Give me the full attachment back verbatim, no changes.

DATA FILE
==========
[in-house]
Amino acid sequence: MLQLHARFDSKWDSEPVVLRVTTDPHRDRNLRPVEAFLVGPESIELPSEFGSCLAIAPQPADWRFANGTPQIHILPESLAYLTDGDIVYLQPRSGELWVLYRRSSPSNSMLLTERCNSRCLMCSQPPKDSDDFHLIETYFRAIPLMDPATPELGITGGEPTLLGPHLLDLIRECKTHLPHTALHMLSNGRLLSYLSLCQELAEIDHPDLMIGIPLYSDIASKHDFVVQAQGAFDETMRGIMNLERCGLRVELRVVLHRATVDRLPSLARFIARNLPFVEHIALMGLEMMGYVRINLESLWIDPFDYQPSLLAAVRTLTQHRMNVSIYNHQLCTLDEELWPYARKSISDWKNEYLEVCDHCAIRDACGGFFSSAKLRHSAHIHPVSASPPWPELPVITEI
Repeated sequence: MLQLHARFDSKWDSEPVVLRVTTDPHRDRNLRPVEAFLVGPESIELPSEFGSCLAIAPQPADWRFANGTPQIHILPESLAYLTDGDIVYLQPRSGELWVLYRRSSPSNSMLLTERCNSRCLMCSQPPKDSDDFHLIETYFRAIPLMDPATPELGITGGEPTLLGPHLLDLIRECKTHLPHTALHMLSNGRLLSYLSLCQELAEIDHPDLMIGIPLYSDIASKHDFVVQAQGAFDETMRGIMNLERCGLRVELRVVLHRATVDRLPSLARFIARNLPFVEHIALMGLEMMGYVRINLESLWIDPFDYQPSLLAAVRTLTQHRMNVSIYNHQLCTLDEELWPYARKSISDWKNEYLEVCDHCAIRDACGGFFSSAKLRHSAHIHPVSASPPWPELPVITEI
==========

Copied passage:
[in-house]
Amino acid sequence: MLQLHARFDSKWDSEPVVLRVTTDPHRDRNLRPVEAFLVGPESIELPSEFGSCLAIAPQPADWRFANGTPQIHILPESLAYLTDGDIVYLQPRSGELWVLYRRSSPSNSMLLTERCNSRCLMCSQPPKDSDDFHLIETYFRAIPLMDPATPELGITGGEPTLLGPHLLDLIRECKTHLPHTALHMLSNGRLLSYLSLCQELAEIDHPDLMIGIPLYSDIASKHDFVVQAQGAFDETMRGIMNLERCGLRVELRVVLHRATVDRLPSLARFIARNLPFVEHIALMGLEMMGYVRINLESLWIDPFDYQPSLLAAVRTLTQHRMNVSIYNHQLCTLDEELWPYARKSISDWKNEYLEVCDHCAIRDACGGFFSSAKLRHSAHIHPVSASPPWPELPVITEI
Repeated sequence: MLQLHARFDSKWDSEPVVLRVTTDPHRDRNLRPVEAFLVGPESIELPSEFGSCLAIAPQPADWRFANGTPQIHILPESLAYLTDGDIVYLQPRSGELWVLYRRSSPSNSMLLTERCNSRCLMCSQPPKDSDDFHLIETYFRAIPLMDPATPELGITGGEPTLLGPHLLDLIRECKTHLPHTALHMLSNGRLLSYLSLCQELAEIDHPDLMIGIPLYSDIASKHDFVVQAQGAFDETMRGIMNLERCGLRVELRVVLHRATVDRLPSLARFIARNLPFVEHIALMGLEMMGYVRINLESLWIDPFDYQPSLLAAVRTLTQHRMNVSIYNHQLCTLDEELWPYARKSISDWKNEYLEVCDHCAIRDACGGFFSSAKLRHSAHIHPVSASPPWPELPVITEI